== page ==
We will look at landlords. Why some are reluctant and getting out of the property market. We will
- Set the scene
- Stick or Twist
Setting the scene
Willie and Delilah Wiley bought an apartment in Waterford in 2007 for €250,000. There is €100,000 left on the mortgage, and they let it for €1000 per month. A letting agent looks after it for them and they get €875 every month after fees. The mortgage repayment is €800 per month of which €300 is interest and €500 is capital. Insurance, Local property tax of €300, accountancy fees, and small repairs come to €1500. Both are working and are on the top tax rate. Let’s assume 50%. The rental computation looks like this
|Tax Liability 50%||€2850|
The monetary position is they get €875 per month into their account and pay €800 of that to the bank. The other costs of €1500 or €125 per month results in a loss of €50 per month. Add that to the tax liability the loss increases to €288 per month.
Stick or Twist
Depends on the circumstances. Have they got 4 children all looking to head off to college? What about pensions? If they sell it for €200,000 and clear off the mortgage, they save €1100 per month. And have a lump sum of about €95,000 left which they can use for college fees. They won’t pay any Capital Gains Tax as they are selling it at a loss. This is an attractive position to be in
What if they stick? Both are on good incomes and can absorb the annual loss. They are not under pressure and have a separate savings policy for college funds. The mortgage will finish in 13 years around the time when Delilah hits 60. She hopes to retire then and will earn a small pension of €10,000 per annum. The plan is to use the rental income as a form of pension but what would she get from it? Let’s assume the rents increase to €1200 per month and she gets €1000 next after letting fees.
|Tax liability 25%||€2,500|
Delilah has €7,500 left or €625 per month. She won’t go wild on it, but she also has her other pension of €10,000. Plus, the state pension will kick in when she hits 66. Let’s assume that will be €15,000. She is happy to hold onto it and use it as part of her pension plan.
The typical scenario is you pay the highest tax rates when you have the largest draw on your income. You are paying tax at 52% or 55% when you have a mortgage, childcare fees, and children. Then when you hit your 60’s upwards you pay the lowest tax rates. Your mortgage is gone, and the kids are no longer dependents. Yes, your income will be lower as you stop working but your money is your money. Say you are over 66 you have a rental property and the state pension. Assume a rental profit of €12,000 and the state pension of €14,000 gives you a total income of €26,000. There is no USC as the rental profit is under €13,000. There is no PRSI as you are over 66 and your tax rate is 20%
Your tax liability on that income, for a single person, is €1,555 after taking tax credits into account. That is an effective tax rate of 6%. If you are a landlord and paying an effective rate of 40% and losing money you can see why it is not attractive. That is why there have been calls for a lower tax rate. In a recent Institute submission, there were calls for
- Tax deduction for local property tax against rents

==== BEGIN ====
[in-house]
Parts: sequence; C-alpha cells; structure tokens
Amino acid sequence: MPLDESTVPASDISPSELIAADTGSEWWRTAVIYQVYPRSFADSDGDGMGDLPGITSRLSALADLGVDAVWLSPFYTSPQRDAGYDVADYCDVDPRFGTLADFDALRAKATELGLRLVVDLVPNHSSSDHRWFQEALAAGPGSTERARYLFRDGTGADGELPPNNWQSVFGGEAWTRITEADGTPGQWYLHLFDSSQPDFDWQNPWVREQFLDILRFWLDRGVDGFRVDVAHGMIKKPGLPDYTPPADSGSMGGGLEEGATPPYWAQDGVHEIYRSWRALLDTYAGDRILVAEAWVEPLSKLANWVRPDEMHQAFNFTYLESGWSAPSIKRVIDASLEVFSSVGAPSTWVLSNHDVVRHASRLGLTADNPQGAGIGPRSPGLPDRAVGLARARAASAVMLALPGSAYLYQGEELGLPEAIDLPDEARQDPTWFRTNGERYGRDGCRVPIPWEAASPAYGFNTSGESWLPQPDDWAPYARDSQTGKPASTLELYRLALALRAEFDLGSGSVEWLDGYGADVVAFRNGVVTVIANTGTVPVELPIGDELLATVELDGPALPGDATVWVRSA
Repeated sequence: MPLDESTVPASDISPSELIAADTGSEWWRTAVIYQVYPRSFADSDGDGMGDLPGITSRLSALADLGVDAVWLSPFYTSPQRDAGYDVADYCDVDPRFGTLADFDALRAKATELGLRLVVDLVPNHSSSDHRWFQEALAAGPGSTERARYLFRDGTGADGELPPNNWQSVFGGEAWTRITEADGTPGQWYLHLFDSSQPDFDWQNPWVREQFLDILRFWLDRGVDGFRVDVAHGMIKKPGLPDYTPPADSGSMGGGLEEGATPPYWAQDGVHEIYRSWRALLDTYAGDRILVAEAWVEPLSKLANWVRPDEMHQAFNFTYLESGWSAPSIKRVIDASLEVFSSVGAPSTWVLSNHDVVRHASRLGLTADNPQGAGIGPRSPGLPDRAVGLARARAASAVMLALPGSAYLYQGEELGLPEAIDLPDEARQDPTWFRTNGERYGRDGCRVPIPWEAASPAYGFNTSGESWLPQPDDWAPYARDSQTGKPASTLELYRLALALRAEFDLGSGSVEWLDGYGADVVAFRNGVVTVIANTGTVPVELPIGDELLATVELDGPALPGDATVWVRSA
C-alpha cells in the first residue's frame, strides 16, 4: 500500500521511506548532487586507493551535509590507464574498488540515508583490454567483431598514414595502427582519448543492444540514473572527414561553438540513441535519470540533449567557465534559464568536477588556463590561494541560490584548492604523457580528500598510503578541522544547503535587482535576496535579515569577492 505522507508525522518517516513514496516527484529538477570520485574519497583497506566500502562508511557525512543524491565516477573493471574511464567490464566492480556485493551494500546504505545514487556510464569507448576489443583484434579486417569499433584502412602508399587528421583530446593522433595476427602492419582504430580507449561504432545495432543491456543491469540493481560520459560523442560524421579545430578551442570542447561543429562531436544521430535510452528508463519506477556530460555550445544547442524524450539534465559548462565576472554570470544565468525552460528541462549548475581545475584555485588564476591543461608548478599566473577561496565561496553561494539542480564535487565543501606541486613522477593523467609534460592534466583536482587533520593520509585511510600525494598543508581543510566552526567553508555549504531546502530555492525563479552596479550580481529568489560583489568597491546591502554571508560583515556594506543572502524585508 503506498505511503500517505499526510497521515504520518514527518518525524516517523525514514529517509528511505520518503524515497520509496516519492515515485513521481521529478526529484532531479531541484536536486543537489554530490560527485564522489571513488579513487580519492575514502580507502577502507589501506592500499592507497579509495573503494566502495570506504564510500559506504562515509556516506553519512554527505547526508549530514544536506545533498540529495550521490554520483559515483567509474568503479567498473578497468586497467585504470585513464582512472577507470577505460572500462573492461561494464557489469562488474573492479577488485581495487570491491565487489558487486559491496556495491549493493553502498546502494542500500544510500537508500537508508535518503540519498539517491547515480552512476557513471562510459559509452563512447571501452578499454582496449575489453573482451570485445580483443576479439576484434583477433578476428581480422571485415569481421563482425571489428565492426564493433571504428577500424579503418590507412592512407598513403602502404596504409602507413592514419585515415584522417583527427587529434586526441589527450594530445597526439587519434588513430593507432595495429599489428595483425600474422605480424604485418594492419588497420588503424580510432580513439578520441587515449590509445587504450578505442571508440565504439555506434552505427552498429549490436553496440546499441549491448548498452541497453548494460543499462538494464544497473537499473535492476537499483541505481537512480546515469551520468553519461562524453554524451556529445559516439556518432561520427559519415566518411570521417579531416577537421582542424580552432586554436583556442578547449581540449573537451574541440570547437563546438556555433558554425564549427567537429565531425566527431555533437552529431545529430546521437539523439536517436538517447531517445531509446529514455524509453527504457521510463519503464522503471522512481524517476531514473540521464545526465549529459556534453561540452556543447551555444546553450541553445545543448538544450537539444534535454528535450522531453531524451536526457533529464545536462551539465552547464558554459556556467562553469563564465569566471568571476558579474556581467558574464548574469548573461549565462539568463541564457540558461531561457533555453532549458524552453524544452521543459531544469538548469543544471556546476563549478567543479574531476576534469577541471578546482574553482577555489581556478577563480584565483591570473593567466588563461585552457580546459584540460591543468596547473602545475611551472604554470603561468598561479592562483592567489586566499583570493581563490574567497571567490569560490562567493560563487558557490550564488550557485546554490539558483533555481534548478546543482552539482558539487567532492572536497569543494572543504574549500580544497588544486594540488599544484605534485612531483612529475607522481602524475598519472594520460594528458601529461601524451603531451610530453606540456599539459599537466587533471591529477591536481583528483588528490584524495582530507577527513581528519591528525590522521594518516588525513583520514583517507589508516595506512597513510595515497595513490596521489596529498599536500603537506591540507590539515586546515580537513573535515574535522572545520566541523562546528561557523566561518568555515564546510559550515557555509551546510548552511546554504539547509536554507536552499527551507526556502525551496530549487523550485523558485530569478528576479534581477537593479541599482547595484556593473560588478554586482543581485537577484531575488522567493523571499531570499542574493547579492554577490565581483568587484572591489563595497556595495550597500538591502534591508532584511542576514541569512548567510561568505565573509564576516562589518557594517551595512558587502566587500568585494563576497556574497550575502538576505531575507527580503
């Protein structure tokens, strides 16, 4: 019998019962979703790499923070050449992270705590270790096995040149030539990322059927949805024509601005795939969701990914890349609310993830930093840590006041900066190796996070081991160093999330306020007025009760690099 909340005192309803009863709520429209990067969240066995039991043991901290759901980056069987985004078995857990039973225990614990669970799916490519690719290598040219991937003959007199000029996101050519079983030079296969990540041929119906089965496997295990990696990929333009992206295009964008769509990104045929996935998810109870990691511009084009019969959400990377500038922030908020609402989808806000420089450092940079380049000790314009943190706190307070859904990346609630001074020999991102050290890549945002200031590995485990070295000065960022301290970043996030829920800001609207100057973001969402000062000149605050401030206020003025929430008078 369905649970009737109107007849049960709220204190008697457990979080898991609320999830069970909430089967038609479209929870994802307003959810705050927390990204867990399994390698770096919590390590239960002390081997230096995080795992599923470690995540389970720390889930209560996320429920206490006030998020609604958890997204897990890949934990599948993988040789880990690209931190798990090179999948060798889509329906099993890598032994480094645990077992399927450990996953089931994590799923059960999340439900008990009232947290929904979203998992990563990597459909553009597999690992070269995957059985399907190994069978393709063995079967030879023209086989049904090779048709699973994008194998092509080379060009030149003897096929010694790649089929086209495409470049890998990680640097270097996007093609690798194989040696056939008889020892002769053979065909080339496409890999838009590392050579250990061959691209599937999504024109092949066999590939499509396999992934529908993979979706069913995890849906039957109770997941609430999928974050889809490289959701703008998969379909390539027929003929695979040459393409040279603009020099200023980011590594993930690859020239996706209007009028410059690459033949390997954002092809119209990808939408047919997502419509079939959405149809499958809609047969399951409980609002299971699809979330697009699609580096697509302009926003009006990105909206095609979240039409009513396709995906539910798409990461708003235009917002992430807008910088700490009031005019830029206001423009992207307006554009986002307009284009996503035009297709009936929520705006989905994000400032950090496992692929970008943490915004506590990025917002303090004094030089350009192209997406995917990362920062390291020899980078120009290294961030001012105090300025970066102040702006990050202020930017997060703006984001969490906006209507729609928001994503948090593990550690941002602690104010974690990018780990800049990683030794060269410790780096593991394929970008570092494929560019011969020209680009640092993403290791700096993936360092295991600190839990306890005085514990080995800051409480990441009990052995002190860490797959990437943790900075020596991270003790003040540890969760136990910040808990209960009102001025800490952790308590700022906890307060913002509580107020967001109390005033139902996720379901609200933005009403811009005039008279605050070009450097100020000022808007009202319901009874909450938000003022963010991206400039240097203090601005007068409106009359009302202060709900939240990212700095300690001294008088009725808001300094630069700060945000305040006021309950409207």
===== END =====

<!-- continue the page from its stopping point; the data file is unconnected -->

- The Capital Gains Tax rate reduces from 33% to 20%
- Lower tax rate for landlords
If the Wiley’s sell their property, the CGT rate isn’t an issue. They have a loss as they bought for €250,000 and the current value is €200,000. The main reason behind the recommendation to reduce the CGT rate is to encourage the sale of land. If you own land and don’t need to sell it, then you can sit on it and wait. That’s where a vacant site tax comes into play, but this was there and never implemented. A carrot of 20% and a stick of an annual 3% would work wonders to free up land.
One of the most notable differences in taxes is between residents and non-residents. An Irish resident will pay tax of up to 52% between Income Tax, PRSI, and USC. If that same person moves to a nice sunny island off the coast of Portugal, the tax rate will be less than half at 24.5%. A non-resident will only pay 20% Income Tax irrespective of the amount of income. If they have €100,000 rental profit or €10,000 rental profit the rate is 20%. They don’t pay PRSI as a non-resident landlord and the USC rate will depend on the rental profit. Up to 4.5% for rental profits of less than €70,000.
If you buy a property in a company the tax rates are worse. It is 25% of the rental profit. There is a surcharge if the net rental profit isn’t paid out to shareholders. This brings the effective tax rate to 40%. You take the money out of the company and up to another half is gone in taxes.
The government’s own policies made it attractive to sell. If you bought a property, rented it, and held onto it for 7 years there was no CGT. Many people purchased property with this incentive in mind. The market was low at the time and the values have increased a lot since then. Prices have gone crazy so if you are well in profit and have a very small tax liability then it can make sense to get out.
Losing money on a rental property isn’t attractive for a landlord. If you have a mortgage on it, a mortgage on your home, and have to cope with rising costs everywhere it is very difficult. Everyone’s circumstances are different. Is the issue that the landlord is getting out? If he sells a property that person buying it could be another landlord. Or a person renting who was trying to buy for years. The recent census shows us that our population is over 5 million. The number working is at the highest it has ever been. The issue is we don’t have enough houses to meet the demand for renters and buyers. Free up land and build more. If you are reluctant, it means you didn’t want to be a landlord in the first place. You need to understand your position very well and do what is right for you.
Thinking of Selling and need help to understand your circumstances? If so, Start here